Press Releases

    7 November 2002


    NEW YORK, 6 November (UN Headquarters) -- Following is the message of the President of the General Assembly, Jan Kavan (Czech Republic), on the occasion of the International Day for Preventing the Exploitation of the Environment in War and Armed Conflict, which is observed 6 November:

    This is the first year that we celebrate the International Day for Preventing the Exploitation of the Environment in War and Armed Conflict. The United Nations General Assembly established this day in order to strengthen awareness and vigorously prevent or condemn warfare that deliberately exploits or destroys the environment which is our most precious and life sustaining global public good. It was, therefore, encouraging that last year the international community established this Day to focus world attention on this issue.

    We have to admit that the exploitation of nature as a tool in armed conflict is nothing new in human history. In our past history, there are examples of setting fires, poisoning of water resources or razing of crops or other forms of destroying the environment that were practised by warring parties to annihilate livelihoods and inflict humiliation and defeat on the enemy. In the past, the destruction of the environment and natural resources affected the civilian population disproportionately to the combatants or armies. In the current and recent conflicts around various regions, with the advances of technology and information, we have witnessed the destruction of the environment on much larger scales affecting much larger populations. The consequences are felt by whole societies and nations. With increasing capabilities in lethal warfare, this type of threat and destruction cannot be ignored anymore.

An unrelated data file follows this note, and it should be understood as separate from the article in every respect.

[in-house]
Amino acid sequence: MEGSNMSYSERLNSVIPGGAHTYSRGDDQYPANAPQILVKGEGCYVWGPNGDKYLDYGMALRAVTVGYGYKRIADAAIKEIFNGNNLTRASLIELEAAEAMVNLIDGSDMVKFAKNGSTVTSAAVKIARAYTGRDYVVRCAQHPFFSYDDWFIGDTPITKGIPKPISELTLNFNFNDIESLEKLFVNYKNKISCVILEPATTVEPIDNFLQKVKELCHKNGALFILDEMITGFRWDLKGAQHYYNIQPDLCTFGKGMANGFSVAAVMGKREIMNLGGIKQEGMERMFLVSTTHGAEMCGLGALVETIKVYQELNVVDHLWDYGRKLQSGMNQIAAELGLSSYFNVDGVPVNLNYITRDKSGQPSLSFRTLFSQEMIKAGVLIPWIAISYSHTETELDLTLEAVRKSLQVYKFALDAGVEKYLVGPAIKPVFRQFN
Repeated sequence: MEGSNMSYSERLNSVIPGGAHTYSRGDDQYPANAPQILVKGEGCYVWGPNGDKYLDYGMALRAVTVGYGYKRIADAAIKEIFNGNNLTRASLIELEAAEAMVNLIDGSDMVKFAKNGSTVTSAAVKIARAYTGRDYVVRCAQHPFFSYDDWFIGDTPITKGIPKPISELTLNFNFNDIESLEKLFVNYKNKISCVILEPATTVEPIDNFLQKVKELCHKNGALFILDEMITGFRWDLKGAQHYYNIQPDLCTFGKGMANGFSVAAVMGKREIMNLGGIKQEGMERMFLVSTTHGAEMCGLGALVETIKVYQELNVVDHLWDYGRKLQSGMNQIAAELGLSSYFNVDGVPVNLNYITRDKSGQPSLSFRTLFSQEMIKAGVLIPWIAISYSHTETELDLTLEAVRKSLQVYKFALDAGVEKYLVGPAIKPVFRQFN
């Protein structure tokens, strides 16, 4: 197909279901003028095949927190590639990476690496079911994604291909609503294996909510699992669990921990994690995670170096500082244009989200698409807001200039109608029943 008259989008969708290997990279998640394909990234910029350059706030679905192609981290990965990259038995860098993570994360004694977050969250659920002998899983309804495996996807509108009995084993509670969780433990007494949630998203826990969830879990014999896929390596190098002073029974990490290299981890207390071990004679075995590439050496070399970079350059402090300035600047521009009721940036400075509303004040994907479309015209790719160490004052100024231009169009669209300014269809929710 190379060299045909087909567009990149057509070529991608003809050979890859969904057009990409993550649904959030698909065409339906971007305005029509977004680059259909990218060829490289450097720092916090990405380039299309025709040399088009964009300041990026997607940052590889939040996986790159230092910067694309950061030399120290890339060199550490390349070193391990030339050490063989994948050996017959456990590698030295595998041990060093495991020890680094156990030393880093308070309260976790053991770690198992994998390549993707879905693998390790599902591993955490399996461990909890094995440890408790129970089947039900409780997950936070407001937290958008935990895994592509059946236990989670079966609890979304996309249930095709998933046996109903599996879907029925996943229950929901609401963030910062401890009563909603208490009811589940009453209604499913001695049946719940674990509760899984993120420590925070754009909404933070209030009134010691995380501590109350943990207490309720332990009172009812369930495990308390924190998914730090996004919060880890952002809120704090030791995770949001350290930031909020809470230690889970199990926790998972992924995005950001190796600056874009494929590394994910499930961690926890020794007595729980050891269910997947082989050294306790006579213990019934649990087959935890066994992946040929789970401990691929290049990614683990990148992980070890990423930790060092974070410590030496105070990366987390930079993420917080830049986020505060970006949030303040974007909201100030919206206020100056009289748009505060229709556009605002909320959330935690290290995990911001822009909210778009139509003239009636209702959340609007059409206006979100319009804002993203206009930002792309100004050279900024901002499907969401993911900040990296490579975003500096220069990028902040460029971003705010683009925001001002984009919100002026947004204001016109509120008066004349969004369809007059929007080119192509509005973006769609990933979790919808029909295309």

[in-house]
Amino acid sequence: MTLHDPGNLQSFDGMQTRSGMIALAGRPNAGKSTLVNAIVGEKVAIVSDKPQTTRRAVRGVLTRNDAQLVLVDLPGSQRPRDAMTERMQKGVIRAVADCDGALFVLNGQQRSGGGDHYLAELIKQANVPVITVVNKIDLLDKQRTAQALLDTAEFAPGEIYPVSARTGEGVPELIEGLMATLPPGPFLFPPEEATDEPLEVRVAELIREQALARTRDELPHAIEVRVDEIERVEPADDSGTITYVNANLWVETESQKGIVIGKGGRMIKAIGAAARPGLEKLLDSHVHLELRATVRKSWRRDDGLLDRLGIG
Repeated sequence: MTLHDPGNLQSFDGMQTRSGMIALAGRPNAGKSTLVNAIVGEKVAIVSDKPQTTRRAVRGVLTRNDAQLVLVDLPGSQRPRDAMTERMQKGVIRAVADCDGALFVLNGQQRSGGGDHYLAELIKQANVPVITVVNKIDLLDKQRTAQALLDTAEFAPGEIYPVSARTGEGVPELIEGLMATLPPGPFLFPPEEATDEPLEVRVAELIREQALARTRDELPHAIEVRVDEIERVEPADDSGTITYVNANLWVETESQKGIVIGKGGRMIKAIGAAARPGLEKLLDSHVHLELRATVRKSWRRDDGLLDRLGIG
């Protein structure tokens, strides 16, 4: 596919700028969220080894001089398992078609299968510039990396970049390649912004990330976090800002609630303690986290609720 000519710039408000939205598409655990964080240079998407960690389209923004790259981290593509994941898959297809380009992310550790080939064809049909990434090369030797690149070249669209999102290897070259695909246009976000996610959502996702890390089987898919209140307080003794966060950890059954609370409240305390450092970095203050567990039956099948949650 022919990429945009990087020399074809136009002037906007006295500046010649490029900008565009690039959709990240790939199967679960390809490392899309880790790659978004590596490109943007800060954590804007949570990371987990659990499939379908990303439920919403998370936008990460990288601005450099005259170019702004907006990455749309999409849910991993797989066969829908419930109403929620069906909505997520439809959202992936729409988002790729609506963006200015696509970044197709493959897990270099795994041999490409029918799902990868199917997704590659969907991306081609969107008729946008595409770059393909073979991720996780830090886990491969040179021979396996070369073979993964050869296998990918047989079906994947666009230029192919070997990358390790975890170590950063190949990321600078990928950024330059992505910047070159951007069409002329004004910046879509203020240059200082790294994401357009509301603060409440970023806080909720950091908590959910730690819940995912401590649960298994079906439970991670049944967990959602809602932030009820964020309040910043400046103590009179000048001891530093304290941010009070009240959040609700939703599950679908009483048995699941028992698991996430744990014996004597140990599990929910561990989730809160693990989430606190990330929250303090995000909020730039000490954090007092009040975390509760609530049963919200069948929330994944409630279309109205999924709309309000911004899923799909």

Let me address the serious threats, where a response of the international community is needed to avoid long-term and sometimes irreparable consequences of the exploitation and destruction of nature during armed conflict.

    Armed conflict often takes place in areas of critical biodiversity. The situation is even worse when the exploitation of nature and resources is the objective of the conflict, or is a means to finance armed conflict. Therefore, it is necessary to protect resources vulnerable to illegal exploitation in conflict situations, such as timber, minerals, water, fish, ivory and so on.

    The deliberate destruction of the environment or large-scale destruction of natural resources during conflict is another serious threat. The negative impact of burning oil fields during and after the Gulf War, which led to massive pollution of water and air, and contamination of soil, is one such example of the deadly consequences. Also, rainforests are most at risk and subject to deliberate destruction and chemical deforestation.

    Furthermore, we should not forget the long-term damage that may be caused by use of weapons of mass destruction, in particular, nuclear and biological weapons. Their indiscriminate impact can lead to an environment hostile towards many forms of life. Entire species may be wiped out. Their interaction with living forms threatens to alter the very basis of life, as we know it today, through mutations or destruction of the genome code.

    The World Summit on Sustainable Development has clearly shown that there are many threats we have to face. In this regard, we have to avoid any further escalation of this situation through exploitation of the environment in war and armed conflict. The only viable course of action, which would allow us to leave a sound planet to our heirs and their progeny, is to take preventive measures more vigorously and resolve disputes peacefully.

    * *** *